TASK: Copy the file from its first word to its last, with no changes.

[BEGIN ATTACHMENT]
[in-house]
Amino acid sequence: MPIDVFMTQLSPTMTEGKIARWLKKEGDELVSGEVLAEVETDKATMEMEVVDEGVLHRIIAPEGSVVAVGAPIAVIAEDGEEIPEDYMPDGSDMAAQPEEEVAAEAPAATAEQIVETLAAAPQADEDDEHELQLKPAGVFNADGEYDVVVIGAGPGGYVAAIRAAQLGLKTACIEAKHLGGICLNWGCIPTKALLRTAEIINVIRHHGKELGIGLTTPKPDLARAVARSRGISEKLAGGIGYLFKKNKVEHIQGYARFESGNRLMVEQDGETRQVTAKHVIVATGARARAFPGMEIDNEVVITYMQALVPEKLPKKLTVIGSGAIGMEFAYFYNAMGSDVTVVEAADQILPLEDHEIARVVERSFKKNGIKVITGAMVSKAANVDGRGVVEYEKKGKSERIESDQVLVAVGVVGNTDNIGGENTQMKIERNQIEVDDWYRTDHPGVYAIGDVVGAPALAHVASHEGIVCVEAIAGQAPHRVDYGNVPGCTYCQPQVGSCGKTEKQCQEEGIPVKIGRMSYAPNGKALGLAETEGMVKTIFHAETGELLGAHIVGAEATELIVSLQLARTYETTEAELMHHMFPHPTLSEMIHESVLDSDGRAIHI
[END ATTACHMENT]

[in-house]
Amino acid sequence: MPIDVFMTQLSPTMTEGKIARWLKKEGDELVSGEVLAEVETDKATMEMEVVDEGVLHRIIAPEGSVVAVGAPIAVIAEDGEEIPEDYMPDGSDMAAQPEEEVAAEAPAATAEQIVETLAAAPQADEDDEHELQLKPAGVFNADGEYDVVVIGAGPGGYVAAIRAAQLGLKTACIEAKHLGGICLNWGCIPTKALLRTAEIINVIRHHGKELGIGLTTPKPDLARAVARSRGISEKLAGGIGYLFKKNKVEHIQGYARFESGNRLMVEQDGETRQVTAKHVIVATGARARAFPGMEIDNEVVITYMQALVPEKLPKKLTVIGSGAIGMEFAYFYNAMGSDVTVVEAADQILPLEDHEIARVVERSFKKNGIKVITGAMVSKAANVDGRGVVEYEKKGKSERIESDQVLVAVGVVGNTDNIGGENTQMKIERNQIEVDDWYRTDHPGVYAIGDVVGAPALAHVASHEGIVCVEAIAGQAPHRVDYGNVPGCTYCQPQVGSCGKTEKQCQEEGIPVKIGRMSYAPNGKALGLAETEGMVKTIFHAETGELLGAHIVGAEATELIVSLQLARTYETTEAELMHHMFPHPTLSEMIHESVLDSDGRAIHI